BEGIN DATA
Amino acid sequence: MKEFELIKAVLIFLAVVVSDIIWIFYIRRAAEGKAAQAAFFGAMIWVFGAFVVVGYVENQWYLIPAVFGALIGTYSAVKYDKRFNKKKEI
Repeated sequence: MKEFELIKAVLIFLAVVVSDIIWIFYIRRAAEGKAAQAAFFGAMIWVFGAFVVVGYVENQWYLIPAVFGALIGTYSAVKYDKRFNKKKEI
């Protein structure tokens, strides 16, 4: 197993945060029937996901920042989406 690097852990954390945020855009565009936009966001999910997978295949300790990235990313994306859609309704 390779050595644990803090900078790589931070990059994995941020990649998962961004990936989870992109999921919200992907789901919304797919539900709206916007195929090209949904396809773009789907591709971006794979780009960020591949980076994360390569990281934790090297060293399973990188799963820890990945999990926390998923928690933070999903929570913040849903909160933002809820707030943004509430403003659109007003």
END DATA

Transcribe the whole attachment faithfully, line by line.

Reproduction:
Amino acid sequence: MKEFELIKAVLIFLAVVVSDIIWIFYIRRAAEGKAAQAAFFGAMIWVFGAFVVVGYVENQWYLIPAVFGALIGTYSAVKYDKRFNKKKEI
Repeated sequence: MKEFELIKAVLIFLAVVVSDIIWIFYIRRAAEGKAAQAAFFGAMIWVFGAFVVVGYVENQWYLIPAVFGALIGTYSAVKYDKRFNKKKEI
């Protein structure tokens, strides 16, 4: 197993945060029937996901920042989406 690097852990954390945020855009565009936009966001999910997978295949300790990235990313994306859609309704 390779050595644990803090900078790589931070990059994995941020990649998962961004990936989870992109999921919200992907789901919304797919539900709206916007195929090209949904396809773009789907591709971006794979780009960020591949980076994360390569990281934790090297060293399973990188799963820890990945999990926390998923928690933070999903929570913040849903909160933002809820707030943004509430403003659109007003």